The cats out of the bag. Facebook has announced Libra, what it calls a new global cryptocurrency based on the blockchain, with a projected release for 2020. With over 2.38 billion monthly active users, Facebook commands massive global reach, but with it's history of privacy scandals, would you trust Facebook with your money?
Facebook's Libra coin differs from the cryptocurrencies we already know because it's backed by a reserve of real-world currency with a value to match familiar stable currencies like the US dollar and the euro. This should in theory protect against price fluctuations.
These Zuck bucks could be used like any other regular currency for online transactions, banking, shopping and so on, and Facebook is keen to stress the convenience for countries with financial instability or little online banking infrastructure. Facebook will provide a digital wallet, Calibra, via a new subsidiary company of the same name.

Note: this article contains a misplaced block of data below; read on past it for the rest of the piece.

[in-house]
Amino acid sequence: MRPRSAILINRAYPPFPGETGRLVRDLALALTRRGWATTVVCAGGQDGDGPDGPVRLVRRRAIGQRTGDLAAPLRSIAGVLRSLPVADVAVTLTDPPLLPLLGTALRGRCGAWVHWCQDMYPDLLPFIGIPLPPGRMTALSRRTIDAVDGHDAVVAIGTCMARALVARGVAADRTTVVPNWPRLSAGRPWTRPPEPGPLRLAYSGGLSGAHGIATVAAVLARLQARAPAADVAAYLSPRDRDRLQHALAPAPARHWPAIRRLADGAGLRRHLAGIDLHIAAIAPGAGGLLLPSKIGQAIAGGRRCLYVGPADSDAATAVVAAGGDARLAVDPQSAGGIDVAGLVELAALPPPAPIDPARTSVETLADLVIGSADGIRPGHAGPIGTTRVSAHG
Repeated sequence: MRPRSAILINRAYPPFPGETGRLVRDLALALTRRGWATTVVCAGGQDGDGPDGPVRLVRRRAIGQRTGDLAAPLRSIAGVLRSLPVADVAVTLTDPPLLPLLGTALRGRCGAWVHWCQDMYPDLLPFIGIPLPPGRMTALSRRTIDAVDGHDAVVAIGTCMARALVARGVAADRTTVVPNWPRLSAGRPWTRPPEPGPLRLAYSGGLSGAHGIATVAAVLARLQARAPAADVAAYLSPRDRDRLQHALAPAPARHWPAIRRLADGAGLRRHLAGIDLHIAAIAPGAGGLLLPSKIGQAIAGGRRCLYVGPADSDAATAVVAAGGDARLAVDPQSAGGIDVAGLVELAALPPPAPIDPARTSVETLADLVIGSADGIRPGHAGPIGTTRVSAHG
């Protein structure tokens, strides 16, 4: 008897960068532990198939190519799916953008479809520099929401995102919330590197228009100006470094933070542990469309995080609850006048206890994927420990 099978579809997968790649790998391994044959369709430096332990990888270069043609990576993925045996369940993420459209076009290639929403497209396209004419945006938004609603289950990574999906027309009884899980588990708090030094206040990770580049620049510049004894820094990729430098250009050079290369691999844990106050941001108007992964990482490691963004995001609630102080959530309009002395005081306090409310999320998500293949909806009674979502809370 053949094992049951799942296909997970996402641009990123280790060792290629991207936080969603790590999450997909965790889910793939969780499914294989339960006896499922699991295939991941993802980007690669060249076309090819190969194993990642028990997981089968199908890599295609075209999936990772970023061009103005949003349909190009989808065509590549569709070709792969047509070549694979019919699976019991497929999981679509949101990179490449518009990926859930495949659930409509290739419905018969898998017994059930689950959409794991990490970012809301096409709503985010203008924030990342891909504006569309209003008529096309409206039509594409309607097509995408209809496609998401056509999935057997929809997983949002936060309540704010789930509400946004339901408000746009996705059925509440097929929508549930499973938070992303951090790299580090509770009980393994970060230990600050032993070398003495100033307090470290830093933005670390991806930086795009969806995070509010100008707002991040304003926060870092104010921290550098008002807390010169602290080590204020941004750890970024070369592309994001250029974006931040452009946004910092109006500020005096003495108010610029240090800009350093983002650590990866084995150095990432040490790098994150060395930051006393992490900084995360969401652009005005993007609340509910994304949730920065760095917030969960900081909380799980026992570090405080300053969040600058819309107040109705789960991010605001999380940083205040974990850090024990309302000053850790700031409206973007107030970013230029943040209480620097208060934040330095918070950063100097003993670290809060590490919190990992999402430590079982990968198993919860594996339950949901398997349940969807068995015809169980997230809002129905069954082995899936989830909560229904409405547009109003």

However, there is good cause for skepticism about Facebook having it's own currency. Despite assurances of user privacy and security, the social network has a terrible track record on both counts, failing users more than once. And even if you think Facebook can be trusted with your personal finances, the idea of a powerful multinational company with its own currency has unsettling echoes of cyberpunk dystopia, and brings up uncomfortable memories of exploitative company scrip currencies of the previous centuries. Then there's the potential of Facebook's influence in politics being magnified by its financial power, or the facilitation of money laundering if the Libra is not strongly regulated and monitored.
So we put it to you: